During the warmer months of the year (April to September), water temperature increases gradually as Boulder Creek moves downstream from the mountains to the plains (for example, see August, 1999). This is primarily a result of regional air temperature variations. The lowest water temperatures of the North Boulder Creek/Boulder Creek samples recorded from April to September were at the two sampling points farthest upstream, North Boulder Creek at Lakewood Reservoir (NBC-Lw) and North Boulder Creek Falls (NBC-FALLS). Warmest temperatures recorded from April to September were at the sampling sites farthest downstream (Boulder Creek above Coal Creek (BC-aCC) and Boulder Creek below Coal Creek (BC-bCC)). Temperatures at these sites sometimes neared 30°C (86°F). Exposed to the sun during the long summer days, the water at the sites on the plains become very warm, especially when flow rates are low and the water moves slower. The City of Boulder has worked to cool the waters by planting vegetation (to provide shade) along some areas of lower Boulder Creek.
During the colder months of the year (October to March), water temperature of Boulder Creek increases gradually from the mountains to just upstream of the Boulder Wastewater Treatment Plant (WWTP), spikes significantly at the 75th Street sampling site, and then decreases gradually to the confluence of Boulder Creek and Coal Creek (for example, see February, 1999). Lowest winter temperatures were observed at the sampling sites in the mountains (North Boulder Creek at Lakewood Reservoir, North Boulder Creek Falls, and the Orodell station), where temperatures were often near freezing. The warmest temperatures in Boulder Creek during winter were observed at 75th Street. This sampling site is just downstream of where effluent from the WWTP enters Boulder Creek. Water discharged from the WWTP is warm, because the waste water entering the plant (coming from our homes and businesses) is warm. When this water is discharged and mixes with the water in the creek, it warms Boulder Creek. The water temperature then gradually decreases as Boulder Creek moves downstream and receives flow from other sources and mixes with cold air. However, the water does not return to the ambient temperature of Boulder Creek above the WWTP.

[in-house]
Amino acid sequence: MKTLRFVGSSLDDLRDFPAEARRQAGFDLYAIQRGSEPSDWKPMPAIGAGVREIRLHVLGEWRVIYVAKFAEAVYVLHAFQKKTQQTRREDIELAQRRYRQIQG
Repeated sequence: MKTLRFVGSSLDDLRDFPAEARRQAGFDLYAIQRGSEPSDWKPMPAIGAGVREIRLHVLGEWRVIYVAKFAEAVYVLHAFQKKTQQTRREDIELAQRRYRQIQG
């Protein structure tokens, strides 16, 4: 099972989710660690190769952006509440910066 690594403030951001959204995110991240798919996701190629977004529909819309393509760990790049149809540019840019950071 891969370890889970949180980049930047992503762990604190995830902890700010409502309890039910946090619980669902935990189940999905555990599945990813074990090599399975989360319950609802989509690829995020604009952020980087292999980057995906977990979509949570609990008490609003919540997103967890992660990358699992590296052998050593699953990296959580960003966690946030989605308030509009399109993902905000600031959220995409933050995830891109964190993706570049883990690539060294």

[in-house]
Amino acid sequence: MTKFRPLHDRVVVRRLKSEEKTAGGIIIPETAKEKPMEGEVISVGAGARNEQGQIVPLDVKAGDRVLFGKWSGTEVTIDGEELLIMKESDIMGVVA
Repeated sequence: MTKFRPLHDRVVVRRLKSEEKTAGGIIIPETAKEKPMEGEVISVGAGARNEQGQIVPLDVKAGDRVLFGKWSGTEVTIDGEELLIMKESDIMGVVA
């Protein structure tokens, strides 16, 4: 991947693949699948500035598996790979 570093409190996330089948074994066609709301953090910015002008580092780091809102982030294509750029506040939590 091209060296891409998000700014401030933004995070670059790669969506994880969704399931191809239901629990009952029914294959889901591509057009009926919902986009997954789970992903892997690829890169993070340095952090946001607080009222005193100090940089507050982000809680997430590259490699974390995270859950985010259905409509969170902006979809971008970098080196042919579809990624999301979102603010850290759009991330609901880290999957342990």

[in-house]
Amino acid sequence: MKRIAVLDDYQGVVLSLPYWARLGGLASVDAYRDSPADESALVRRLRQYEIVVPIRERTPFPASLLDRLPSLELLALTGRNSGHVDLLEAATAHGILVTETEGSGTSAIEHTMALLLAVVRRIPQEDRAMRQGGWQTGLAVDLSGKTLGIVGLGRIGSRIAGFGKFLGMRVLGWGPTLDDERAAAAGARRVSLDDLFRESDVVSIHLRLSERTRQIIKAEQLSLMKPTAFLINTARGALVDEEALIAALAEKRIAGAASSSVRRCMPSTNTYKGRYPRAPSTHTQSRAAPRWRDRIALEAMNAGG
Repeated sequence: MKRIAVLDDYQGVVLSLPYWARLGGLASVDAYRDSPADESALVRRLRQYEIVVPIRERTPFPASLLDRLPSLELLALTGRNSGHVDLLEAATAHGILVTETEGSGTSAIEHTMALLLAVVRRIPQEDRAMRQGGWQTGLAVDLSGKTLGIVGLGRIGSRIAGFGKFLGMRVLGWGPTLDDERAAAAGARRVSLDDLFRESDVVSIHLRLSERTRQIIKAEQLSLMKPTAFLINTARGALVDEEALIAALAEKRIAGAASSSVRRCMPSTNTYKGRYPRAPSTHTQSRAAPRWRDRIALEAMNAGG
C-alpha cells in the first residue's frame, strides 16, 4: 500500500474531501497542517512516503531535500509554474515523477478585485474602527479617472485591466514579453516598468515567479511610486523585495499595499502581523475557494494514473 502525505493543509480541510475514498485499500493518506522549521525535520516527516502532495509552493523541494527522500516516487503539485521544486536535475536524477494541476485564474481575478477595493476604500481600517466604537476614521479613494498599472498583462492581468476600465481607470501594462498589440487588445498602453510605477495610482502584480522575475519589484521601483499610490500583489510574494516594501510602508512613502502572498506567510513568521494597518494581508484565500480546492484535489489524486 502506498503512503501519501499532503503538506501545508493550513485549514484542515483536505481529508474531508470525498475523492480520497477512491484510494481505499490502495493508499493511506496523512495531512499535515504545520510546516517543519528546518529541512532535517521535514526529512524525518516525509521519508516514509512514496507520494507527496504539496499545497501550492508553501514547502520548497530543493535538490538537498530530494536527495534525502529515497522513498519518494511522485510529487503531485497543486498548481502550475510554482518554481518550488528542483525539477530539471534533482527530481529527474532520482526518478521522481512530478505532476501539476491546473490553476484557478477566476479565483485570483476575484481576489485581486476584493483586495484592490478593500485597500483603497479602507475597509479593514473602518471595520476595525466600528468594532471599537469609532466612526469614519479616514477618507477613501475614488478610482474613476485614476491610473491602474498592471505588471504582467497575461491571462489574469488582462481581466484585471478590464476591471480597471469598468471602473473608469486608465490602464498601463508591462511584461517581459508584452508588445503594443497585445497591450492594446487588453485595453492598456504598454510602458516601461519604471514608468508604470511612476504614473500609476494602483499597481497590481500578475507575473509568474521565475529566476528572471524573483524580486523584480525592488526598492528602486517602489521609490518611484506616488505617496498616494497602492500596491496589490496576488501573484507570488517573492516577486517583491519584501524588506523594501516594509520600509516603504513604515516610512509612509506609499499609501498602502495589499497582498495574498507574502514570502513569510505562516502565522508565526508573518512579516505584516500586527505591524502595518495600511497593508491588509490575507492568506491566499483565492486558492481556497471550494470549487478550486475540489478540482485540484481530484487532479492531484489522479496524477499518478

COMPARISON TO REGULATIONS
Colorado Department of Public Health and Environment Water Quality Control Division (CDPHE-WQCD) regulations (5 CCR 1002-31) for temperature depend on how the water body is classified. Upstream of the confluence of South Boulder Creek and Boulder Creek, Boulder Creek is classified as a Class 1 Cold Water stream. Class 1 Cold Water streams should never have temperatures above 20°C (68°F). All of the stream samples upstream of South Boulder Creek were less than 20°C in the period analyzed (1998-2000). Downstream of the confluence of South Boulder Creek and Boulder Creek, Boulder Creek is classified as a Class 1 Warm Water stream. CDPHE-WQCD regulations state that Class 1 Warm Water streams should never have temperatures exceeding 30°C (86°F). No temperatures above 30° C were recorded in lower Boulder Creek in the period analyzed (1998 to 2000).